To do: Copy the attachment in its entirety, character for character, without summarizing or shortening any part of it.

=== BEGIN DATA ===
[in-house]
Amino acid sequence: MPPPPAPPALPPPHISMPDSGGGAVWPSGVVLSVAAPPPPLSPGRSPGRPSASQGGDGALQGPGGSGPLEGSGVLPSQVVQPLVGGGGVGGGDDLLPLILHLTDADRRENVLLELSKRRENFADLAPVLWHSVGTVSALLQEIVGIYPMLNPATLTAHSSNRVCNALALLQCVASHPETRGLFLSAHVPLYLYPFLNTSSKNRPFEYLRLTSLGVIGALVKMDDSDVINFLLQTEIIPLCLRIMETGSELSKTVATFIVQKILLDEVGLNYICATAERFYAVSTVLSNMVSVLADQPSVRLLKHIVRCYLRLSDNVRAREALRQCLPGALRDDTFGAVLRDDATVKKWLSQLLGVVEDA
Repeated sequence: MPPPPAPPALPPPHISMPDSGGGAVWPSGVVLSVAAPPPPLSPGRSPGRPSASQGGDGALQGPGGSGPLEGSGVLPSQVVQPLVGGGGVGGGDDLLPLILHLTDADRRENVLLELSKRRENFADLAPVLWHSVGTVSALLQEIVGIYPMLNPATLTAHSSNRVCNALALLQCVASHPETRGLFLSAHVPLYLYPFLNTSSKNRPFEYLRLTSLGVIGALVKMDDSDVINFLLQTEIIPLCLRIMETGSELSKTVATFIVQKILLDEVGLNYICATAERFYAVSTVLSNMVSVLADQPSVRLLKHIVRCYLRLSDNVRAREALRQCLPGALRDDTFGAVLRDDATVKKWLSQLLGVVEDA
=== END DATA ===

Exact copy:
[in-house]
Amino acid sequence: MPPPPAPPALPPPHISMPDSGGGAVWPSGVVLSVAAPPPPLSPGRSPGRPSASQGGDGALQGPGGSGPLEGSGVLPSQVVQPLVGGGGVGGGDDLLPLILHLTDADRRENVLLELSKRRENFADLAPVLWHSVGTVSALLQEIVGIYPMLNPATLTAHSSNRVCNALALLQCVASHPETRGLFLSAHVPLYLYPFLNTSSKNRPFEYLRLTSLGVIGALVKMDDSDVINFLLQTEIIPLCLRIMETGSELSKTVATFIVQKILLDEVGLNYICATAERFYAVSTVLSNMVSVLADQPSVRLLKHIVRCYLRLSDNVRAREALRQCLPGALRDDTFGAVLRDDATVKKWLSQLLGVVEDA
Repeated sequence: MPPPPAPPALPPPHISMPDSGGGAVWPSGVVLSVAAPPPPLSPGRSPGRPSASQGGDGALQGPGGSGPLEGSGVLPSQVVQPLVGGGGVGGGDDLLPLILHLTDADRRENVLLELSKRRENFADLAPVLWHSVGTVSALLQEIVGIYPMLNPATLTAHSSNRVCNALALLQCVASHPETRGLFLSAHVPLYLYPFLNTSSKNRPFEYLRLTSLGVIGALVKMDDSDVINFLLQTEIIPLCLRIMETGSELSKTVATFIVQKILLDEVGLNYICATAERFYAVSTVLSNMVSVLADQPSVRLLKHIVRCYLRLSDNVRAREALRQCLPGALRDDTFGAVLRDDATVKKWLSQLLGVVEDA